Systems Trends and their Impact on Future Microprocessor Design

Tilak Agerwala
Vice President, Systems
IBM Research


Important application domains like simulation, games, and content distribution are placing new demands on microprocessor functionality and performance. Furthermore, future microprocessors will be designed for a very broad range of systems: highly parallel supercomputers, backend servers, desk top systems, and a variety of embedded systems . With hundreds of millions of transistors available to the microprocessor designer today, it is important to identify the functions that will eventually migrate into the processor chip. A high level of integration leads to a host of issues, including balancing on-chip power consumption with high frequency design, overcoming design complexity, achieving system reliability, and breaking the memory performance barrier.

The talk will describe emerging applications and industry trends for different categories of systems, discuss some of the exciting research and development challenges these systems will impose on future microprocessor design, and give examples of advanced work at IBM in these areas.


Dr. Tilak Agerwala is Vice President, Systems at IBM Research and is responsible for developing the next-generation hardware and software technologies for personal systems, servers, supercomputers, and embedded systems. He is acting-Vice President, Emerging Business, in Research, responsible for bringing research innovations more quickly to the marketplace and for bringing marketplace forces into sharper focus for researchers. Prior to that, he was Vice President, Technical Alliances in Server Group, where he was responsible for improving the eServer product portfolio by leveraging external technologies and innovations, maximizing income through technology and patent licensing, and for moving IBM technologies to market aggressively through the OEM channel.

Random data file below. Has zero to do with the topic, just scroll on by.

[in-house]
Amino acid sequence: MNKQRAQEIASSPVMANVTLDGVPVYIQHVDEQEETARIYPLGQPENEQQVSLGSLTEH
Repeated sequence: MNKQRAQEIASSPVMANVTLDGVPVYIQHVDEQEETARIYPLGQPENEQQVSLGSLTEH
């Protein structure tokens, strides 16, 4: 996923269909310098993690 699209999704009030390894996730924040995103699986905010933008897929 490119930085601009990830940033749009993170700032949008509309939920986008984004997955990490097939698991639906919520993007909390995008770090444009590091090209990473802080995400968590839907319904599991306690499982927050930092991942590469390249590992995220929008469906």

From 1999 to 2000, Tilak was Vice President of Unix Marketing and Product Management with responsibility for strategy, marketing, market development and product management for IBM's Unix operating systems initiatives. He built important relationships with key industry partners and established AIX as a strategic Unix operating system. He developed and helped implement IBM's game changing Unix/Linux strategy.

Tilak was director of future systems technologies from 1989 to 1992 and was part of the executive team that brought IBM's first RISC workstation to market. From 1992 to 1997 he was responsible for the systems architecture and technology strategy of the RS/6000 SP, the most successful parallel computer of all time. From 1997 to 1998 he was director of server architecture and systems strategy in IBM's server development organization with responsibility for parallel computing, clusters, and systems technologies.

Tilak joined IBM at The T.J. Watson Research Center, where he established and led research programs in artificial intelligence, high performance microprocessors, and parallel computing. Working with John Cocke, he developed the architecture and machine organization of a very high performance, novel microprocessor. This approach became the foundation of the successful RS6000 workstation and established a key industry direction.

Tilak received the W. Wallace McDowell Award from the IEEE in 1998 for "outstanding contributions to the development of high performance computers". He was a member of IBM's Corporate Technical Committee from 1987 to 1989. He is a founding member of the IBM Academy of Technology and served on its Technology Council from 1990 to 1993. He is a Fellow of the Institute of Electrical and Electronics Engineers and a Member of the Association for Computing Machinery.

Tilak received his B.Tech. in Electrical Engineering from the Indian Institute of Technology, Kanpur, India and his Ph.D. In Electrical Engineering from the Johns Hopkins University, Baltimore, Maryland.